01 Mar Why the 12-step program works
Why the 12-step program works
Look online for the merits of the 12-step program for treating addiction and you will encounter fevered debate. Both advocates and detractors argue with a passion born of the seriousness of the topic itself. For many, addiction is a matter of life and death. ViewPoint Rehabilitation uses the 12 steps as a therapeutic container for helping clients recover from alcohol addiction and reclaim their lives. Within this container, we also use other multi-disciplinary modalities for a holistic treatment model that optimizes the rehabilitation process. Much criticism of the 12 steps are not only based on misconceptions but analyze outcomes divorced from this broader context.
Psychology Today outlined seven common myths about 12-step programs, some of which center on the stereotypical image of a recovering addict as a pathetic lost cause seeking to defer responsibility. Two of the steps to attract the most attention are Step Two, where the person struggling with addiction admits they are powerless over alcohol; and Step One, where they surrender to a higher power.
Invoking the spiritual in the secular world of evidence-based medicine alone is sure enough to create some friction. The 12 steps were originally conceived from a Christian perspective, but they do not impose a particular God or belief system. As David Sack M.D. writes in Psychology Today: “A higher power can be a religious deity or entity, but it can also be the power of a group working toward a common goal, nature or some other outside force.” For many, bringing the addiction into a relationship with the spiritual is central to their faith experience of recovery.
Admitting powerlessness, meanwhile, is simply an acknowledgment of the corrosive nature of addiction itself. Brain science attests to the chemical process involved. “From a certain point of view, everything we do is a choice,” writes Gabor Mate in his book, In the Realm of Hungry Ghosts. “It sounds like a cop-out, but in neurological terms, it’s not. If it wasn’t enough that powerful incentive and reward mechanisms [in the brain] drive the craving for drugs, on top of that the circuits that could normally inhibit those mechanisms are not up to scratch. In fact, they are complicit in the addiction process.”
From a psychological point of view, the first two steps help remove the stigma and shame associated with addiction, as well as connect the person in recovery to something greater than themselves – an antidote to the all-consuming self-centredness of seeking the next drink or fix.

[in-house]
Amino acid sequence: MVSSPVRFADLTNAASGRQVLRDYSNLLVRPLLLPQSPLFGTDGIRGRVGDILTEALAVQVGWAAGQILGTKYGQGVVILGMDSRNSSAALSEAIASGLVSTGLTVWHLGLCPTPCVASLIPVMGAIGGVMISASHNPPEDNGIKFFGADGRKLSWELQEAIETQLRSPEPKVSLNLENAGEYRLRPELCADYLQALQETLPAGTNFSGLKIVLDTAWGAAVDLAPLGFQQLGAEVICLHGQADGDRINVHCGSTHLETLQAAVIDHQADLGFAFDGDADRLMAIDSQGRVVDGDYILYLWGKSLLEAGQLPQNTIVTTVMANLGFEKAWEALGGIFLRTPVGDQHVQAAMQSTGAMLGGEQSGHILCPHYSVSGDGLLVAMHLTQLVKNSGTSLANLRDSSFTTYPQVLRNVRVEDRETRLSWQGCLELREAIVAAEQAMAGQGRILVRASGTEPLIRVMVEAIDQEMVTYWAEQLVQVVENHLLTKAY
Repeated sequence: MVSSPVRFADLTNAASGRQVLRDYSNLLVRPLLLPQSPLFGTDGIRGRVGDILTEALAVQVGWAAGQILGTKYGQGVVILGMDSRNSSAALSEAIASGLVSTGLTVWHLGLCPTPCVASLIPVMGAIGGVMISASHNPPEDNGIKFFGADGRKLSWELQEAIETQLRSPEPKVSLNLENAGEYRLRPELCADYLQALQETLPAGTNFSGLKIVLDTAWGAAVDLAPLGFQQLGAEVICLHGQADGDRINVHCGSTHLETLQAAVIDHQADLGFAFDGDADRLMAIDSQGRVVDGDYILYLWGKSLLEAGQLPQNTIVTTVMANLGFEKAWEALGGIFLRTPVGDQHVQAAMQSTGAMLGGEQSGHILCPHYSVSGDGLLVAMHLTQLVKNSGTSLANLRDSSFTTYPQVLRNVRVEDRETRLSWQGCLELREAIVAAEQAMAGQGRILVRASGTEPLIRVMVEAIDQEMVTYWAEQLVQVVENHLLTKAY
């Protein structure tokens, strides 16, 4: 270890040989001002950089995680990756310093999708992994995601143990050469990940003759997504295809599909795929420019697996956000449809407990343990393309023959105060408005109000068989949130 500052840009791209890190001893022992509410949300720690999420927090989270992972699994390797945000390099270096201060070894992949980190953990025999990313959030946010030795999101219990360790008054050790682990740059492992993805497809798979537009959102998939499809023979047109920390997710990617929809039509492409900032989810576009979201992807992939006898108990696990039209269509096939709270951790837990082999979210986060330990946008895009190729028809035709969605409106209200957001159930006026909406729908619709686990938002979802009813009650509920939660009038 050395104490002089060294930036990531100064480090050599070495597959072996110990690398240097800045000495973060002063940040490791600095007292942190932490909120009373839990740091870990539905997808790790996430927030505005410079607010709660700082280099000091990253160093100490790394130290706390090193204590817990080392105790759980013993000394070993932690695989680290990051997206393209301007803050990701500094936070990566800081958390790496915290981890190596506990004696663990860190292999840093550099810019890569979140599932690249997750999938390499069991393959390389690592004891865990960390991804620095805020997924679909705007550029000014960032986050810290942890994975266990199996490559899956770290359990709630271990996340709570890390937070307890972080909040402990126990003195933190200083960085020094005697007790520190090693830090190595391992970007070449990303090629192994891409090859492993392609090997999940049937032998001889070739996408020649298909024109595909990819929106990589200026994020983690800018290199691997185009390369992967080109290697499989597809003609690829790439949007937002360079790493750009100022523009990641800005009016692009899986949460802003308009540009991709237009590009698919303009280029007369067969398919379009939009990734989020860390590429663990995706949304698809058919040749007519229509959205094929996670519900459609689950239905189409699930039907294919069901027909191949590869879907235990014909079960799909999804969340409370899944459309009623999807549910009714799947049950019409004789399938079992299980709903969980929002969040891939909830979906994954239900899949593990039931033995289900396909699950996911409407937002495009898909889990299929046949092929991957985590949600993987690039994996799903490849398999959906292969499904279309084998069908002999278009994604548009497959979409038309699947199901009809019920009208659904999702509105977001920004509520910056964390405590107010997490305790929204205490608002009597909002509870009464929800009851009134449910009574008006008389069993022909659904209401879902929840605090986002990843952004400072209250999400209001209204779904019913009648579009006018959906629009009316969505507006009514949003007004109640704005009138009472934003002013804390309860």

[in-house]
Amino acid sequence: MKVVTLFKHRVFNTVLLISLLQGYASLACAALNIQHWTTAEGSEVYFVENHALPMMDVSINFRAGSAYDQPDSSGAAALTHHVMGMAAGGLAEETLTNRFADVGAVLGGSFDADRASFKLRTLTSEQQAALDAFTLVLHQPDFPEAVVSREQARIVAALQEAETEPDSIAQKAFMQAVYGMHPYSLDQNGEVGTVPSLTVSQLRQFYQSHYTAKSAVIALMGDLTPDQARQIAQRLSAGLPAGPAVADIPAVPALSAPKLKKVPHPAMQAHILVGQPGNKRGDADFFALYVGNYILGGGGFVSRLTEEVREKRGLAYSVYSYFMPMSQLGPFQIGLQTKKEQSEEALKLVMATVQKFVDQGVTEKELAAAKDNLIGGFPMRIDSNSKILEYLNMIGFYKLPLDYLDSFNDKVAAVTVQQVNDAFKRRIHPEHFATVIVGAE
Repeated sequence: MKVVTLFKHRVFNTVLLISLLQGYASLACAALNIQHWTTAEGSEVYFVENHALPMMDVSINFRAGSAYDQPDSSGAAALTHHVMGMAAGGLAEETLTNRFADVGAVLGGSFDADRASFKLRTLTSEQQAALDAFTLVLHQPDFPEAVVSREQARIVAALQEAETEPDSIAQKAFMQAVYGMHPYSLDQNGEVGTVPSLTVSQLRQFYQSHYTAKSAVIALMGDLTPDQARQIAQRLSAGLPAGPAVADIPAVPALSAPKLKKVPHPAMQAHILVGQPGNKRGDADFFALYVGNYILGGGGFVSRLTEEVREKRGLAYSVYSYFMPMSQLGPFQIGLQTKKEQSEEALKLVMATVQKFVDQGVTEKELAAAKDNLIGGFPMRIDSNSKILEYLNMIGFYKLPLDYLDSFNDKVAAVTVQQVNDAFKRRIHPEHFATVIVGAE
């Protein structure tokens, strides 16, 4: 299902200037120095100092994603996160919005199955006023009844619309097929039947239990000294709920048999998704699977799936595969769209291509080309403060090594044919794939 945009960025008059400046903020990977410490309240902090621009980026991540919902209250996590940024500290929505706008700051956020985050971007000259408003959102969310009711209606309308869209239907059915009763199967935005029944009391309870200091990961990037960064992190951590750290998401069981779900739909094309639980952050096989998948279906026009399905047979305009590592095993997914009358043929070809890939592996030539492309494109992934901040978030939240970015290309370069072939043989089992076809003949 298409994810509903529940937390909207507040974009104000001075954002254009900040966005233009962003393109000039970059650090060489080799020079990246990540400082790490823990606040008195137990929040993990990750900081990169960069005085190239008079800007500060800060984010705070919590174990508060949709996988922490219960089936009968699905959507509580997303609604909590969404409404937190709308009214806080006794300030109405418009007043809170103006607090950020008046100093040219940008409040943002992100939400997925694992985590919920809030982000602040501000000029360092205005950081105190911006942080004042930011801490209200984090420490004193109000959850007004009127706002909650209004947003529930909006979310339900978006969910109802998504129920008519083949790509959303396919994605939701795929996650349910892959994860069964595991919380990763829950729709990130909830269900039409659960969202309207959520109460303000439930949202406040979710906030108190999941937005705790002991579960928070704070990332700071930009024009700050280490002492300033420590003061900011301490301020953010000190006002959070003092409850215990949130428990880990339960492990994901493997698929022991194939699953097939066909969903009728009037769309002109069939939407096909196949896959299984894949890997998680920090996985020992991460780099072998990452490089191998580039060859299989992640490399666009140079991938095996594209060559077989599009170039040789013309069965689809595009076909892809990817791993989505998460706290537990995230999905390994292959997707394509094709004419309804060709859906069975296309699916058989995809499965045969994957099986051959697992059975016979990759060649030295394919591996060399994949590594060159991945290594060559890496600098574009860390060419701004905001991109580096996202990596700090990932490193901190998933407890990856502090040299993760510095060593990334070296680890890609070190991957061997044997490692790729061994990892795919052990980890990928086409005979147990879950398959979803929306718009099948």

One of the effects of serious addiction is the loss of community and friendship, other than those who also abuse substances. In addition, many people from abusive or traumatic backgrounds have never had a sustained experience of nurturing community, a form of alienation that actually creates a pathway to substance abuse itself.
Twelve-step recovery is a peer-support program that directly addresses this absence by placing the person within a recovery community and giving them a social network once they return home. Crucially, the community validates the recovering addict, empathizes with their experience, and offers encouragement for the future.
Both Dr. Philip Flores, Ph.D., a clinical psychologist and author of Addiction as an Attachment Disorder, and Mate write that people suffering from addiction use chemical substitutes for emotional disconnection. “We, as social animals, cannot regulate a central nervous system by ourselves. We need other people to do that,” writes Flores, who adds that 12-step programs help people “break the isolation and to start [to] connect on an emotional level with other people”.
One of the myths that David Sack M.D addresses is the idea that the 12-step movement is a cult that robs the individual of their power, but he clarifies: “There is hope that participants will embrace the wisdom of some of the 12-Step principles but they are also encouraged to think critically and to find their own way.” This is affirmed by a member, who told Vox: “You could be forgiven for looking at AA as a quasi-religious, spiritual entity. But if you went to 10 AA meetings and listened, you would hear, essentially, cognitive behavioral therapy.”
The federal Substance Abuse and Mental Health Services Administration’s registry of Evidence-Based Programs and Practices list Twelve Step Facilitation Therapy as one of the evidence-based practices of modern addiction treatment. A study by the National Institute on Alcohol Abuse and Alcoholism Project MATCH also states: “By incorporating 12-Step facilitation into treatment, providers can increase the likelihood that patients will continue to improve, even after professional treatment has ended.”
However, according to Sack, research has not given equal weight to psychosocial therapies such as 12-step programs alongside pharmacotherapies. What can be concluded is that it is not necessarily a black-and-white choice between 12 steps or some other modality. At ViewPoint Rehabilitation, our experience shows that residential 12-step programs provided within a broader holistic framework maximizes the efficacy of the entire treatment.